Issue 152 – May 2019

2310 words, short story

Empress in Glass


The train tracks slashed across the wetlands like a stitched wound, and to Meneja, the sun’s red light pooling on the marsh looked like congealing blood.

“We’ll be there soon,” said her attendant. Meneja couldn’t remember this one’s name—she thought of the woman as Hatchet, because of her sharp edges. Like one of the white herons that strode through the marsh, she had a sharp nose and a strangely curved neck. It looked as if it was meant to be strangled.

Meneja didn’t reply. It would always be soon—her life was structured that way, because waiting encouraged doubts. As the progenitor of a new confluence between fashion, music, and art, she couldn’t afford to second-guess any of her metaphorical skydives.

If she closed her eyes, she could hear the same rhythm in her veins that would soon be broadcast on her website. It thrummed with the train, a secret song only she could hear, until they drifted into the Martinez Cemetery.

The steel contraption slowed so gently that Meneja didn’t realize they’d stopped until she glanced out the window again.

Hatchet helped Meneja into her jacket, which smelled of hotel detergent. She wondered what it would smell like if she had an apartment, if she settled down for even a week and had to choose her own soaps. Could she turn the washing machine dials with glass hands, or would she need to flex her missing joints, like with a zipper on a jacket?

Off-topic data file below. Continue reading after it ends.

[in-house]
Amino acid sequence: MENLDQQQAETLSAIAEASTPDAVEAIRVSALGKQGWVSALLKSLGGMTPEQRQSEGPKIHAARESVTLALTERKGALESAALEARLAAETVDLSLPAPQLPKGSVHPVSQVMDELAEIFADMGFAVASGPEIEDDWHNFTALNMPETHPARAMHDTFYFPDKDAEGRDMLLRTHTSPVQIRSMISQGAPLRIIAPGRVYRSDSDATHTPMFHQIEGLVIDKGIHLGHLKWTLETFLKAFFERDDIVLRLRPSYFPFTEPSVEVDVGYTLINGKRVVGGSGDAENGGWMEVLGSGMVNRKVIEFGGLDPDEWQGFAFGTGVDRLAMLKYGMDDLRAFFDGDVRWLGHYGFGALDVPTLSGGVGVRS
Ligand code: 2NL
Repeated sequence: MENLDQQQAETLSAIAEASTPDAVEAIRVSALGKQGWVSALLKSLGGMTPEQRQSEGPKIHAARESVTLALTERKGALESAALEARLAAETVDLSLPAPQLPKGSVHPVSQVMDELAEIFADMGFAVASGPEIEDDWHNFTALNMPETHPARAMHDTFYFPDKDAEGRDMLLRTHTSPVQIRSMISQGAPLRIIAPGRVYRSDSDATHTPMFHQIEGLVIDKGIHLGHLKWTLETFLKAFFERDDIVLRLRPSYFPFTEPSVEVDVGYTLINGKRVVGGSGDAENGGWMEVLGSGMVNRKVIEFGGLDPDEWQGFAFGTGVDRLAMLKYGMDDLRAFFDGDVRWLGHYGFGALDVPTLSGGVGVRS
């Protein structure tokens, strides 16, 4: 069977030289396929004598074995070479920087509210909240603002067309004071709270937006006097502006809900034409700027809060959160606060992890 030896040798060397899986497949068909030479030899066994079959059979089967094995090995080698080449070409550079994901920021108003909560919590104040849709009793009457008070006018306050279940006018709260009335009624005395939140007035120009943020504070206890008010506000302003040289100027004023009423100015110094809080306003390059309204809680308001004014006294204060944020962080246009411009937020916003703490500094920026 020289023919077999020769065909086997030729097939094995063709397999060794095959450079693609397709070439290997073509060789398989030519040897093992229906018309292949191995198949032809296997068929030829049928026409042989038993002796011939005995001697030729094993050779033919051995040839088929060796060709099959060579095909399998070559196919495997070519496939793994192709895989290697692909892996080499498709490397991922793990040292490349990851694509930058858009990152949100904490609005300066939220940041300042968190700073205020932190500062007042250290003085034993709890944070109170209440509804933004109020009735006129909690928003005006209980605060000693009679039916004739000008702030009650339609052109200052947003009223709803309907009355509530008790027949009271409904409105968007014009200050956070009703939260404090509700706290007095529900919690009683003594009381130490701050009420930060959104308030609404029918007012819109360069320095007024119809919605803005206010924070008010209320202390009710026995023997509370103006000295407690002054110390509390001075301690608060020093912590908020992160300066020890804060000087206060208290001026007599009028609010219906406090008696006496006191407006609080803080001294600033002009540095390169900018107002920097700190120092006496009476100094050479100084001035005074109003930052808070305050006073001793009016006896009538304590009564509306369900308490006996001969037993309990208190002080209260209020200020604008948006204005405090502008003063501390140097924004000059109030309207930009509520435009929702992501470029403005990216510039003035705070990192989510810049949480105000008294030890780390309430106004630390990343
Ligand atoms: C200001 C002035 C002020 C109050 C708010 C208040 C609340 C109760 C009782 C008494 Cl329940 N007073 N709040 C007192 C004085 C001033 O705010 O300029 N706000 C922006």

“This used to be a city, and the only graves were on the hill,” Hatchet said.

Meneja gazed out at the marsh, studded with thousands of weathered stone monuments, which sunk at angles as the saturated ground merged with the bay; then up the hill, where pale mausoleums protruded from the grass like ticks on a stray.

Her fingers clicked against the window as she compared the biggest mausoleum to the tip of her pinky. She had instructed them not to sculpt nails—the glass wasn’t meant to be a replacement for her skin, but instead, a window through which to look at the macabre miracle of how her body worked.

Her blood filled her veins so tightly that she could see them flex with each heartbeat. This was the drumline for her every performance.

A hand pinched her shoulder, too familiar, too imperative. She glanced over her shoulder to find Hatchet’s lip trembling. Meneja wondered what the tendons inside her face were doing to cause it, if they looked like a bow on a violin, if there was a sound to their fast-paced twitching.

“Don’t do this,” Hatchet said. “It will be . . . obscene. If my daughter—”

“If my aunt tried to give me orders, I’d give her personal information to my fans, so just imagine what I’ll do to an hourly if she ever speaks to me like that again.”